I’m sure most of you have heard the conversation that took place in one home on a Sunday morning. It seems that Bob really didn’t feel like getting up and going to church that day. After offering several “good” excuses to his wife for why he shouldn’t have to get out of bed, he said, “Give me one really good reason why I need to go,” to which his wife replied, “Because you are the pastor!”
That may be an amusing, ridiculous scene, but let me ask you: Why do you go to church? Why do you read and study your Bible? Why do you tell others about how to have eternal life in Christ? Why do you teach a Sunday School class? Having just retired after pastoring for nearly four decades, it is an interesting feeling to just attend church with no specific responsibilities or obligations. Why should we continue to attend church and study our Bibles when we are free now to do whatever we want to do? Well, we do it for the same reason the apostle Paul gave in II Cor. 5:14: “For the love of Christ controls us, having concluded this that one died for all, therefore all died; and He died for all, that they who live should no longer live for themselves, but for Him who died and rose again on their behalf.” As a pastor, I was reimbursed financially, that is, I was “paid to be good.” Now I have to “be good for nothing!”
What should be our motive for serving Christ? Is it because we are under the Law and have to work hard to obtain and stay in the favor of God? Well, if that’s our thinking, then we don’t understand what grace is all about. Paul wrote a letter to the churches in Galatia (Asia minor) that he had established on a missionary journey. After he had left, there were false teachers called “Judaizers” who had entered the churches and were teaching that works were necessary for salvation as well as sanctification. They tried to convince the congregations that Paul’s gospel was not correct and that he was not a genuine apostle. Paul’s answer was to proclaim the doctrine of justification by faith plus nothing and of sanctification by the Holy Spirit, not the Mosaic law. All theologies that teach salvation by faith plus human effort are forcefully negated by Paul’s letter which is in our Bibles as the book of Galatians. Paul wrote: “It was for freedom that Christ set us free; therefore keep standing firm and do not be subject again to a yoke of slavery” (Gal. 5:1). In his letter to the Ephesians and to the Romans, Paul made it very clear that we are saved solely by grace (Eph. 2:8,9), justified by faith alone (Ro. 5:1), and in his letter to the Galatians and Colossians he emphasizes that we are to walk in the same manner, that is by faith, in grace, not by works. To the Colossians he wrote: “As you therefore have received Christ Jesus the Lord, so walk in Him” (Col. 2:6). He asked the Galatian believers this question: “You foolish Galatians, who has bewitched you, before whose eyes Jesus Christ was publicly portrayed as crucified? This is the only thing I want to find out from you: did you receive the Spirit by the works of the Law, or by hearing with faith? Are you so foolish? Having begun by the Spirit, are you now being perfected by the flesh?” (Gal. 3:1-3).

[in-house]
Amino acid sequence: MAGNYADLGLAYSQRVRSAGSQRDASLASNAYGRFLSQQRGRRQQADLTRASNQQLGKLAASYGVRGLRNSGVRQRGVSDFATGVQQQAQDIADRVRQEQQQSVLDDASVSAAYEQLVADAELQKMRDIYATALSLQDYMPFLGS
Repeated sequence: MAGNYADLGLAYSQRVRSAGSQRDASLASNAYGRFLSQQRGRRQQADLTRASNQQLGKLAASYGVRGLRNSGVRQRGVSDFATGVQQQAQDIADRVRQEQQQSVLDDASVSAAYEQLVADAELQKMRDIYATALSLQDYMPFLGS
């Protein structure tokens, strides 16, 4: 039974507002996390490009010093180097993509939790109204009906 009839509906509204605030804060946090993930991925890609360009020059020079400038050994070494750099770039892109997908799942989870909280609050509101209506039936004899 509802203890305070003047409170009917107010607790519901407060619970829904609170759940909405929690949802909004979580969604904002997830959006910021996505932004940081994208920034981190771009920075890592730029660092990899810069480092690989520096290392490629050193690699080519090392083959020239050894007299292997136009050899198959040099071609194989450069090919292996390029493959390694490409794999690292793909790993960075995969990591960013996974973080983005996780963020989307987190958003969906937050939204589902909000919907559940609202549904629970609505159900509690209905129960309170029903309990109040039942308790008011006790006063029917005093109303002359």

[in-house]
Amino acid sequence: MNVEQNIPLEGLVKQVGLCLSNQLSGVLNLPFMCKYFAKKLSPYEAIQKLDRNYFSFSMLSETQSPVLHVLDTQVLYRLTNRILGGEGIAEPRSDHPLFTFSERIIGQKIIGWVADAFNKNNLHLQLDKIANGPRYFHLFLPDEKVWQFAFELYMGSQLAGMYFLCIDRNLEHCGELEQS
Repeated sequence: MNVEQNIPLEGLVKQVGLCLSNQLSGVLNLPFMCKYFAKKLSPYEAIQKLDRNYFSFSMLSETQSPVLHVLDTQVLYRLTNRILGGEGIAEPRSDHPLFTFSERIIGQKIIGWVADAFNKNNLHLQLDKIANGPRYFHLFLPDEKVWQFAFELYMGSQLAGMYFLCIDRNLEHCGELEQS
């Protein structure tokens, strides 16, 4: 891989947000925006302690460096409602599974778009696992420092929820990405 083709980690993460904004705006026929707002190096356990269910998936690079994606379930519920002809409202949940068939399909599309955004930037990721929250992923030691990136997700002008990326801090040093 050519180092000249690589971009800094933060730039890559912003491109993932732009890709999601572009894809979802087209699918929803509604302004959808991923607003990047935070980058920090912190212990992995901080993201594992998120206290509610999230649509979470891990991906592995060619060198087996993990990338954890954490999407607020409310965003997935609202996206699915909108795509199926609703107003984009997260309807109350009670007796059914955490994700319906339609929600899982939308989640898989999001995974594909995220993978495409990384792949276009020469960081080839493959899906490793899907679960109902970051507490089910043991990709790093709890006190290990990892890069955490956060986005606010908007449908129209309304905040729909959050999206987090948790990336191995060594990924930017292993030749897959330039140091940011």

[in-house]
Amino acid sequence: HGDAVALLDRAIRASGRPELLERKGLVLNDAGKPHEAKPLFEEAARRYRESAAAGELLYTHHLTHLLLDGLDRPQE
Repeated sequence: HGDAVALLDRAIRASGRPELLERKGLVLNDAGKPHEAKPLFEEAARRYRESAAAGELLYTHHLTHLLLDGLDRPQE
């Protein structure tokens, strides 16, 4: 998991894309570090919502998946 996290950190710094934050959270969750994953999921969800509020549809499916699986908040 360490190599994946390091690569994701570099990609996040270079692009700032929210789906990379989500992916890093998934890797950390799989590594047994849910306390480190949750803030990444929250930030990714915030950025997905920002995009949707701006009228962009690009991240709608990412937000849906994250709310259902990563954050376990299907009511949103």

But, while we have been set free from the law through faith in Jesus Christ, it does not mean that we are now free to do just as we please, for we “have been bought with a price” and are therefore to “glorify God” with our whole being (I Cor. 6:20). We are not free to live for ourselves, “but for Him who died and rose again on our behalf” (II Cor. 5:14). In his letter to the Galatians, Paul said, “For you were called to freedom, brethren, only do not turn your freedom into an opportunity for the flesh” (Gal. 5:13). Even though, as believers, we are “new creations” in Christ (II Cor. 5:17), we still have our old sinful flesh which continues to be in rebellion against God. So, as those set free from the bondage of sin by faith in the death, burial and resurrection of Christ, we are no longer under penalty of sin and through the indwelling Holy Spirit we can also be free from the power of sin in our lives. The secret, Paul said is to “Walk by the Spirit, and you will not carry out the desire of the flesh” (Gal. 5:16). Peter wrote: “Act as free men, and do not use your freedom as a covering for evil, but use it as bondslaves of God” (I Pet. 2:16).
As a “retired” pastor, why do I still go to church, read my Bible, witness to friends, teach a Bible study? Is it to stay in God’s favor? Is it to assure myself of a place in heaven? No, it is because the love of Christ controls me. It is not because of a “yoke of bondage” to the law of works. We were saved solely by the grace of God and that is how we live the rest of our days here. It is not because we’re working to keep God happy with us. It is because “the love of God has been poured out within our hearts through the Holy Spirit who was given to us” (Ro. 5:5). We can be “good for nothing.” It is “no yoke” that makes us be good. “The fruit of the Spirit (within us) is love, joy, peace, patience, kindness, goodness, faithfulness, gentleness, self-control; AGAINST SUCH THINGS THERE IS NO LAW” (Gal. 5:22,23). A Spirit-controlled person needs no law to cause Him to live a righteous life, because the motivation comes from within, not without.